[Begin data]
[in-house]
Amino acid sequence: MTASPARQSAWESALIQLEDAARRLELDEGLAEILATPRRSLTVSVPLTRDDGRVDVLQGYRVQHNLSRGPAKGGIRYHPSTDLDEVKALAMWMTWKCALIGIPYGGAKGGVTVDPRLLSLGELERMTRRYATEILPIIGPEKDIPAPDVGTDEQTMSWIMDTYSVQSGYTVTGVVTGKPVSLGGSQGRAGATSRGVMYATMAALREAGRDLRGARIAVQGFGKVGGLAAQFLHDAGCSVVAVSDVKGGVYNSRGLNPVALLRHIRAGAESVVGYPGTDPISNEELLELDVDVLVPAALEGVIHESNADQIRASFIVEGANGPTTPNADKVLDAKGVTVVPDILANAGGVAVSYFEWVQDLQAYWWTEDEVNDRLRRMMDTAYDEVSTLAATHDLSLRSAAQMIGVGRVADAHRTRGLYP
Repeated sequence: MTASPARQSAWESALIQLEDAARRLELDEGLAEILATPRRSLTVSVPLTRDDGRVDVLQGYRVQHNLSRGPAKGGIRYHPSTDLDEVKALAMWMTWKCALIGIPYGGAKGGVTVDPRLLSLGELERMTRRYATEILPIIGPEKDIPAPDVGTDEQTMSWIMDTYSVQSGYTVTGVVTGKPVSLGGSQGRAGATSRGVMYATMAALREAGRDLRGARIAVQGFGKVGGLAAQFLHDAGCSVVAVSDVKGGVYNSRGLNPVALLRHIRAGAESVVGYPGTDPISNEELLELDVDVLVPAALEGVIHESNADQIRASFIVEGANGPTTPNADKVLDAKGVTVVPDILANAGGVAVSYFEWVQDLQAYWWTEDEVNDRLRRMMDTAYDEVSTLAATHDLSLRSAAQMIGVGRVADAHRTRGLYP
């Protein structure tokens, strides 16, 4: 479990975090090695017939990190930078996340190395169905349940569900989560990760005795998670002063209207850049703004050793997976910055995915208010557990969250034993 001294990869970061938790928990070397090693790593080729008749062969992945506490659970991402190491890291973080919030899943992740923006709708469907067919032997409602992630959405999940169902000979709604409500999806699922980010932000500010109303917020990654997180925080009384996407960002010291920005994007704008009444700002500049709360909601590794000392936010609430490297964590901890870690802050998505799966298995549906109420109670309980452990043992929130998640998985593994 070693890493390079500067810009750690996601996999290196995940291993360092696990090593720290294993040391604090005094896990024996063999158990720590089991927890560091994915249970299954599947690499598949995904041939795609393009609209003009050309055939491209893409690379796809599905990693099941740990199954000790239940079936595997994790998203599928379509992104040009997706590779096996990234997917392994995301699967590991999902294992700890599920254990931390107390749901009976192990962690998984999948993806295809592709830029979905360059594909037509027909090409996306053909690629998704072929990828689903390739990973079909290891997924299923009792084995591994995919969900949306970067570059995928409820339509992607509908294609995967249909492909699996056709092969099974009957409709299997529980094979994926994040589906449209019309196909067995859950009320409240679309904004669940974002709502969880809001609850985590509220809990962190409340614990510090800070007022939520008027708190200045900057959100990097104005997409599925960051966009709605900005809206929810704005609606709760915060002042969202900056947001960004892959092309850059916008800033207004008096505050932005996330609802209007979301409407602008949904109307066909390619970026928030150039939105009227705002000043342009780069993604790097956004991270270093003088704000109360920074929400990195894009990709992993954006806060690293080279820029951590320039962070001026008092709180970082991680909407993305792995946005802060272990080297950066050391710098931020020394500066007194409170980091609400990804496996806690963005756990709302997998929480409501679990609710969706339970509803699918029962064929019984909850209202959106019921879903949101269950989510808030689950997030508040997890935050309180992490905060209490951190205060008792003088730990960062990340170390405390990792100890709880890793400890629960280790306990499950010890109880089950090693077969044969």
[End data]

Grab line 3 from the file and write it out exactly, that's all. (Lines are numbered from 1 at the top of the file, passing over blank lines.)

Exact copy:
Repeated sequence: MTASPARQSAWESALIQLEDAARRLELDEGLAEILATPRRSLTVSVPLTRDDGRVDVLQGYRVQHNLSRGPAKGGIRYHPSTDLDEVKALAMWMTWKCALIGIPYGGAKGGVTVDPRLLSLGELERMTRRYATEILPIIGPEKDIPAPDVGTDEQTMSWIMDTYSVQSGYTVTGVVTGKPVSLGGSQGRAGATSRGVMYATMAALREAGRDLRGARIAVQGFGKVGGLAAQFLHDAGCSVVAVSDVKGGVYNSRGLNPVALLRHIRAGAESVVGYPGTDPISNEELLELDVDVLVPAALEGVIHESNADQIRASFIVEGANGPTTPNADKVLDAKGVTVVPDILANAGGVAVSYFEWVQDLQAYWWTEDEVNDRLRRMMDTAYDEVSTLAATHDLSLRSAAQMIGVGRVADAHRTRGLYP